January 7, 2021

This Week in Herreshoff History: January 7

A report from the Bristol Steam Fishing Company, an icy trip to England, keel timbers arrive by tug, an employee departs, and a nephew returns

January 6 & 13, 1872

Two notices within a week appear in the Bristol Phoenix pertaining to the business interests of the Bristol Steam Fishing Company and involving several Herreshoff family members. The first announces a "meeting of the subscribers to the Capital Stock of the Bristol Steam Fishing Company" on Tuesday, January 9. The second, lengthier piece provides a summary of the meeting itself and of the company's finances for the previous year. C.F. Herreshoff and Lewis Herreshoff, J.B.H. and N.G.H.'s brothers, were both stockholders in the company. OSPRAY [sic] (HMCo. #6) was the first of three steamers J.B.H. would build for the Bristol Steam Fishing Company, and these vessels would go after menhaden from Rhode Island to Maine. OSPRAY was 72'6" overall, and followed on the heels of SEVEN BROTHERS (HMCo. #3)'s success as an able and productive pogie boat. The Phoenix reports in the January 13th article that J.B.H.'s next build for the company would be called CORMORANT, but it is likely this ended up being the steamer KINGFISHER (HMCo. #9), built on the same molds as OSPRAY and launched in April 1872. The last of J.B.H.'s vessels built for the Bristol Steam Fishing Company was WILLIAM SPICER (HMCo. #13), launched in 1874.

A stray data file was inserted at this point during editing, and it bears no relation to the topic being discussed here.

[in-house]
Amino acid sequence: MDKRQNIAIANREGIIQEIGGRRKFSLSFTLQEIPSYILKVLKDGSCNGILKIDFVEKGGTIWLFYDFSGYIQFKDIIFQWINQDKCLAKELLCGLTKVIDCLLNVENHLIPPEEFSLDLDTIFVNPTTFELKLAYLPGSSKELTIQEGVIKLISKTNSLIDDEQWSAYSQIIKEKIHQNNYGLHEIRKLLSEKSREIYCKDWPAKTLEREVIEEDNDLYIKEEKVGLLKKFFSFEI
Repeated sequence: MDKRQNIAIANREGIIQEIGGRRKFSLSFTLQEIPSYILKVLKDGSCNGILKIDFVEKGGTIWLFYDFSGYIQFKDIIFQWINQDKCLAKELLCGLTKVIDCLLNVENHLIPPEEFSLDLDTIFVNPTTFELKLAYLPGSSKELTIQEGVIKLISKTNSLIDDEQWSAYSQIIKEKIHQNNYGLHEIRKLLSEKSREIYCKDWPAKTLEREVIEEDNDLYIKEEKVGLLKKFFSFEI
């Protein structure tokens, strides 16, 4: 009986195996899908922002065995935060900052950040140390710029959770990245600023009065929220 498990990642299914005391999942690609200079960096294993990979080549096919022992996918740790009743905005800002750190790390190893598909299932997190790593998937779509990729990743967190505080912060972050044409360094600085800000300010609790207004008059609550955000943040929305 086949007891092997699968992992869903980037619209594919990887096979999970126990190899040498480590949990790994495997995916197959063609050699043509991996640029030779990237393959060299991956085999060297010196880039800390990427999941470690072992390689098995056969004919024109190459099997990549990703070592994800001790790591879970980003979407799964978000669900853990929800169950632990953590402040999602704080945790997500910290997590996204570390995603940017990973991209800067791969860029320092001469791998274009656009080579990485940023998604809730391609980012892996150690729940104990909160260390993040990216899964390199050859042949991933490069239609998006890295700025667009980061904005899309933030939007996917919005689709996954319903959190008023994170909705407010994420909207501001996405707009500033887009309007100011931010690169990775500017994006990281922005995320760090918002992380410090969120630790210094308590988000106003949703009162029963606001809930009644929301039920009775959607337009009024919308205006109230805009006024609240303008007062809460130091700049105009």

January 4, 1879

The Bristol Phoenix reports that N.G.H. and J.B.H. have arrived in England. The two brothers are abroad on a mission that was part delivery, part traveling salesman pitch in the U.K. They were joined by Nelson Newman and Charles Mowry, also of Bristol. What the Phoenix does not mention is that they were also in the company of a steam launch (GYMNOTUS, HMCo. #47) the bizarre looking steam torpedo boat, HMCo. #44!

The "Herreshoff Torpedo Boat" HMCo. #44; image courtesy the HCR